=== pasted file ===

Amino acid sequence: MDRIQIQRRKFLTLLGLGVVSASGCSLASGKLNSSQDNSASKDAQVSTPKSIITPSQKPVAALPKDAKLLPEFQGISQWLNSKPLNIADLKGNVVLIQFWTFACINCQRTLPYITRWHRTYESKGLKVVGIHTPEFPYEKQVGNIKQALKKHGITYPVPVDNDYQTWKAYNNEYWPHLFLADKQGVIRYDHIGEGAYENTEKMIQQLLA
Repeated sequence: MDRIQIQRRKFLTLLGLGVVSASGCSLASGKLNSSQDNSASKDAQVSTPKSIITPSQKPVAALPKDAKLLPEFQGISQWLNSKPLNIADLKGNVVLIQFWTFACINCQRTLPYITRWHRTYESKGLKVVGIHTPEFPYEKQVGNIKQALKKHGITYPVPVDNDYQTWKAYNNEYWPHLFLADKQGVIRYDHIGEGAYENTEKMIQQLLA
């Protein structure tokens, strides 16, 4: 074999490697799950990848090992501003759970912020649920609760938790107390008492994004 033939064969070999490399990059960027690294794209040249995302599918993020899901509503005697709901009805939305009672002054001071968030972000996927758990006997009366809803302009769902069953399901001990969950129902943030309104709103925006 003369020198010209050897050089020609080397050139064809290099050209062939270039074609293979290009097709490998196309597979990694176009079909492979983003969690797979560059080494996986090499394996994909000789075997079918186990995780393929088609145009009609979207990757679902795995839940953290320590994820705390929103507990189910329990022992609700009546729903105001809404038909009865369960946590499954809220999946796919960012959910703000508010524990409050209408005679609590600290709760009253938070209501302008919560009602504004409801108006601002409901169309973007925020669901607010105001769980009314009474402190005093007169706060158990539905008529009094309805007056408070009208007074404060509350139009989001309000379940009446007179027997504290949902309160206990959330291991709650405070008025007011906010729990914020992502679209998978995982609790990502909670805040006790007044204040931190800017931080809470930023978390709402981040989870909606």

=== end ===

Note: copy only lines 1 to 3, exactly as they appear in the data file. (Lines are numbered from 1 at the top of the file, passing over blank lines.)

Amino acid sequence: MDRIQIQRRKFLTLLGLGVVSASGCSLASGKLNSSQDNSASKDAQVSTPKSIITPSQKPVAALPKDAKLLPEFQGISQWLNSKPLNIADLKGNVVLIQFWTFACINCQRTLPYITRWHRTYESKGLKVVGIHTPEFPYEKQVGNIKQALKKHGITYPVPVDNDYQTWKAYNNEYWPHLFLADKQGVIRYDHIGEGAYENTEKMIQQLLA
Repeated sequence: MDRIQIQRRKFLTLLGLGVVSASGCSLASGKLNSSQDNSASKDAQVSTPKSIITPSQKPVAALPKDAKLLPEFQGISQWLNSKPLNIADLKGNVVLIQFWTFACINCQRTLPYITRWHRTYESKGLKVVGIHTPEFPYEKQVGNIKQALKKHGITYPVPVDNDYQTWKAYNNEYWPHLFLADKQGVIRYDHIGEGAYENTEKMIQQLLA
């Protein structure tokens, strides 16, 4: 074999490697799950990848090992501003759970912020649920609760938790107390008492994004 033939064969070999490399990059960027690294794209040249995302599918993020899901509503005697709901009805939305009672002054001071968030972000996927758990006997009366809803302009769902069953399901001990969950129902943030309104709103925006 003369020198010209050897050089020609080397050139064809290099050209062939270039074609293979290009097709490998196309597979990694176009079909492979983003969690797979560059080494996986090499394996994909000789075997079918186990995780393929088609145009009609979207990757679902795995839940953290320590994820705390929103507990189910329990022992609700009546729903105001809404038909009865369960946590499954809220999946796919960012959910703000508010524990409050209408005679609590600290709760009253938070209501302008919560009602504004409801108006601002409901169309973007925020669901607010105001769980009314009474402190005093007169706060158990539905008529009094309805007056408070009208007074404060509350139009989001309000379940009446007179027997504290949902309160206990959330291991709650405070008025007011906010729990914020992502679209998978995982609790990502909670805040006790007044204040931190800017931080809470930023978390709402981040989870909606």